NEW YORK (CBSNewYork)– If you were born with cystic fibrosis in the 1950s and managed to live well into middle age, you have defied huge odds.

CBS2’s Dr. Max Gomez met one patient who managed to do just that and explained how he’s become a role-model for others.

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“I remember overhearing the doctor saying to my parents that ‘you’re lucky if Jerry make it ’til his sixteenth birthday’ and ‘just keep him comfortable at home,'” 59-year-old patient Jerry Cahill told CBS2.

Cahill was first diagnosed with cystic fibrosis in the late sixties and his father thought his son should spend as much time as possible with his brothers, which meant lots of sports.

Scenes from the documentary “Up For Air” show Cahill’s life-long devotion to athletics and his typical day, which can be exhausting. However, he credits this activity to keeping him alive with a disease that progressively destroys the lungs.

“If the cystic fibrosis mucus doesn’t move, it’s so thick it’s like concrete and it just clogs the lungs,” Dr. Emily DiMango said.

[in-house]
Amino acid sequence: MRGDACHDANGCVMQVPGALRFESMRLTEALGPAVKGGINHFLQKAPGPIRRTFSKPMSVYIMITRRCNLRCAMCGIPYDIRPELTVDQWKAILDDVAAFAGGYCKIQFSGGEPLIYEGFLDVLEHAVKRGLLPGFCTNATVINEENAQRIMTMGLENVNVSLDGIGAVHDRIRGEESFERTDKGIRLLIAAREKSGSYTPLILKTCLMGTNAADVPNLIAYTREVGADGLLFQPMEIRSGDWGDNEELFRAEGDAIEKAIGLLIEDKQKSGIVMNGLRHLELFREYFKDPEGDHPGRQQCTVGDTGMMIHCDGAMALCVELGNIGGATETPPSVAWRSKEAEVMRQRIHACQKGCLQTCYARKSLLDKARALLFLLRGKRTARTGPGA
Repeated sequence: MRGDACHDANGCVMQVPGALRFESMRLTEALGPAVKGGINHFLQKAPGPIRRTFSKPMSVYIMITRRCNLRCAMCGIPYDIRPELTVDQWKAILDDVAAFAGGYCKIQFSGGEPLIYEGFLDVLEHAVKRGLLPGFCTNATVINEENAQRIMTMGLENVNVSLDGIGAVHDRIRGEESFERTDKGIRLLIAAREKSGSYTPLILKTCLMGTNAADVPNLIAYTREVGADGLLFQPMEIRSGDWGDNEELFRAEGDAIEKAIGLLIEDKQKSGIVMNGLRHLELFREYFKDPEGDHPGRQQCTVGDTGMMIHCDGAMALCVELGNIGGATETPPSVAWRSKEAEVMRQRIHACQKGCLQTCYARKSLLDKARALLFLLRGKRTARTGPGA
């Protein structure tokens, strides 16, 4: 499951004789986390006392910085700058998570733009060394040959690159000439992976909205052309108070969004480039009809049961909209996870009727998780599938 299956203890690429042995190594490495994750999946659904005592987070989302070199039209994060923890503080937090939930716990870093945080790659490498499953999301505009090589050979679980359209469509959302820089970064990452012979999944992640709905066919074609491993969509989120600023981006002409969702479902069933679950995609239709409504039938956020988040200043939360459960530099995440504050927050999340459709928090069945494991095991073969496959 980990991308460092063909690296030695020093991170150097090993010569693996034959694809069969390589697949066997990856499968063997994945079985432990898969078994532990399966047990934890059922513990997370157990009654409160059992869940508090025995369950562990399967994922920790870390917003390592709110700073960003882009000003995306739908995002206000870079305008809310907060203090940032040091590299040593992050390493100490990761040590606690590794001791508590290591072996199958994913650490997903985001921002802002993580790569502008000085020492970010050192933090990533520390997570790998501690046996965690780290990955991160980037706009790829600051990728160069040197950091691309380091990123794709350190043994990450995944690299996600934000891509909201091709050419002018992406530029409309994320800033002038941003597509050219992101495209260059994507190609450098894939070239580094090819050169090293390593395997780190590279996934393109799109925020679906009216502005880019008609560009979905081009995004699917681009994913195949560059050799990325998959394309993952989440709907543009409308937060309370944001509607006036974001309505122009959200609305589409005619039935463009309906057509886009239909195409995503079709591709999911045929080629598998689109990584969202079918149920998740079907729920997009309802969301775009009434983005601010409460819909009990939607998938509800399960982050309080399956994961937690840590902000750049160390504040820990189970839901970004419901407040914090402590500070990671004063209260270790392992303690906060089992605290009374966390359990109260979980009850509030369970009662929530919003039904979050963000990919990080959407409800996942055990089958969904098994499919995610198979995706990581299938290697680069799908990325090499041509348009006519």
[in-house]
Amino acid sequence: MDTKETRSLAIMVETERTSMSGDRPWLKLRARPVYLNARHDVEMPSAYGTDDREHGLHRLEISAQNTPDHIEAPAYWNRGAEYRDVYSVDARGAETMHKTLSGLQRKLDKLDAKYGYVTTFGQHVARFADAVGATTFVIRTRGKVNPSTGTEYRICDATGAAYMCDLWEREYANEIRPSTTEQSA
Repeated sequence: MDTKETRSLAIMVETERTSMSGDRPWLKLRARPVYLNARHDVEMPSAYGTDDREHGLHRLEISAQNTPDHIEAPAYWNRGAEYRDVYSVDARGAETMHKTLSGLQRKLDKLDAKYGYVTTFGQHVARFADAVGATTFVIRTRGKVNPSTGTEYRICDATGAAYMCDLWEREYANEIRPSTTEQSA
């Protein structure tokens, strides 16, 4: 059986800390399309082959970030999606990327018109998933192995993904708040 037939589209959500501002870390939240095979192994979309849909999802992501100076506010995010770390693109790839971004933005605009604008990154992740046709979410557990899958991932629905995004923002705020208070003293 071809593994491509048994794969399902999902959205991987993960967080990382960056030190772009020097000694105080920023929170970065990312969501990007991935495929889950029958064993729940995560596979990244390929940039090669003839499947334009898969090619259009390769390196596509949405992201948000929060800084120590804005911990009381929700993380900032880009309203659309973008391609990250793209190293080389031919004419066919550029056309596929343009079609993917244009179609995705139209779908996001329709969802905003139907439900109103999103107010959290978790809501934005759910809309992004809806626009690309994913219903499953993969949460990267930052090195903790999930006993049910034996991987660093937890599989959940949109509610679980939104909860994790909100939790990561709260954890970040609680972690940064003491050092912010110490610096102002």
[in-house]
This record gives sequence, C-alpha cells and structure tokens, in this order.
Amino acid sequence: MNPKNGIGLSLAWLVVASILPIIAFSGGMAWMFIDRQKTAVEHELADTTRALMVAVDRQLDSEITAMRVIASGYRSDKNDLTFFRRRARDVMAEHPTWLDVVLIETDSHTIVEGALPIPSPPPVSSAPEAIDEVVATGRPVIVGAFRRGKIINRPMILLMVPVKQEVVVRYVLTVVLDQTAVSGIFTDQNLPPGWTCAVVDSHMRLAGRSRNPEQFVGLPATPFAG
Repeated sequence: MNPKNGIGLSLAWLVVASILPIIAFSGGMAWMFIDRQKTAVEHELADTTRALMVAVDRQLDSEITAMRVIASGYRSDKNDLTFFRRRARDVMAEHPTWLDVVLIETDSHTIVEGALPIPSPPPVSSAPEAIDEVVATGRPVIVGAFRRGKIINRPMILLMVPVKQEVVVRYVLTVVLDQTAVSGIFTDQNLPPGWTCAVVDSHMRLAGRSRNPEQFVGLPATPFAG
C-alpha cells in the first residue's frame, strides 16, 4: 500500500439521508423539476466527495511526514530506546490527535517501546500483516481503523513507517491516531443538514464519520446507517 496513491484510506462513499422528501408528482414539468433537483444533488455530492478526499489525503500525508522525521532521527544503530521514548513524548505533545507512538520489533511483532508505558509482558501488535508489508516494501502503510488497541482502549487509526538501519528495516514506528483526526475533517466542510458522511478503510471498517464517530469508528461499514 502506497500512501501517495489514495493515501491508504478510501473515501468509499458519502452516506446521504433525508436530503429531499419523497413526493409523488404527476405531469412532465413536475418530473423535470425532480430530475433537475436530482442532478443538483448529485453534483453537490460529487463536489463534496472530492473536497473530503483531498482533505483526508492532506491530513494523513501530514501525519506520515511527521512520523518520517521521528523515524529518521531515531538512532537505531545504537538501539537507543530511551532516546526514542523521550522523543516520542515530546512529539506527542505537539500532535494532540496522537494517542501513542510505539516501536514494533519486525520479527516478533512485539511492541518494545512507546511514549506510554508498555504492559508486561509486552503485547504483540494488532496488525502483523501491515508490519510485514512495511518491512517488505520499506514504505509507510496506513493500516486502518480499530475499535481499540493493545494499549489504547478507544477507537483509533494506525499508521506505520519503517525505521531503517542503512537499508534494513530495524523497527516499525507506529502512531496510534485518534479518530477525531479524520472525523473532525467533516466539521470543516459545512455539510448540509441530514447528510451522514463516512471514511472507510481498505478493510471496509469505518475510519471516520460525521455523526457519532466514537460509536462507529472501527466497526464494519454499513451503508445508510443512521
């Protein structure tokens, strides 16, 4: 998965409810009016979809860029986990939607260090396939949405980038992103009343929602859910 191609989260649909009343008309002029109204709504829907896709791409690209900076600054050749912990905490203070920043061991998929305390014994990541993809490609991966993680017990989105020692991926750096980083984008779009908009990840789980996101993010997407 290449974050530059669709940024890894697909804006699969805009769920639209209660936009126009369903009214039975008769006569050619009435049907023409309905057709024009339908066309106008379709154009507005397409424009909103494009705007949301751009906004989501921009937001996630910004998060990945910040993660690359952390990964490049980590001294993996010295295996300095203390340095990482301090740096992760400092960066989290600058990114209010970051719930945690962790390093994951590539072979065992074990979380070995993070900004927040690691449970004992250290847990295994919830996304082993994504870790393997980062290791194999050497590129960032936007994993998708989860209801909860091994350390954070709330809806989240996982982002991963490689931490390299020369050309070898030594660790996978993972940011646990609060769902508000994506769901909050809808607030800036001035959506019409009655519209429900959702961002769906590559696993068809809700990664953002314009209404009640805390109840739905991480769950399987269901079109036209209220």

That mucus is a breeding ground for bacteria, leading to pneumonia and eventual death, Gomez explained.

“It’s a progressive disease and you can’t stop it. You can slow it down a bit, and I was fortunate through a lot of my exercise and nutrition and positive attitude that I was able to slow it down a little more,” Cahill said.

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It’s also taken extraordinary discipline. Cahill takes dozen of medications on a ’round the clock schedule. Some have to be inhaled and some are IVs. He uses a special vest that pounds his chest to loosen the mucus in his lungs, but it was a losing battle. Four years ago, Cahill needed a double-lung transplant and then he says it was back to exercise.

“Most people with cystic fibrosis, they’re just happy they’re able to breathe. But your lungs, to me, are like muscles– you need to take care of them and exercise, really to honor my donor,” Cahill said.

Cahill currently works at the Boomer Esiason Foundation for cystic fibrosis, hoping to inspire patients to keep fighting so they can defy the odds.

“Everybody that I grew up with with cystic fibrosis, they’re basically all gone. People that I grew up with in the hospital, they’re gone. I’m blessed and fortunate that I’m around and it’s difficult,” he said.

Only a little more than half of lung transplant patients survive as long as Cahill has after their transplant.

 

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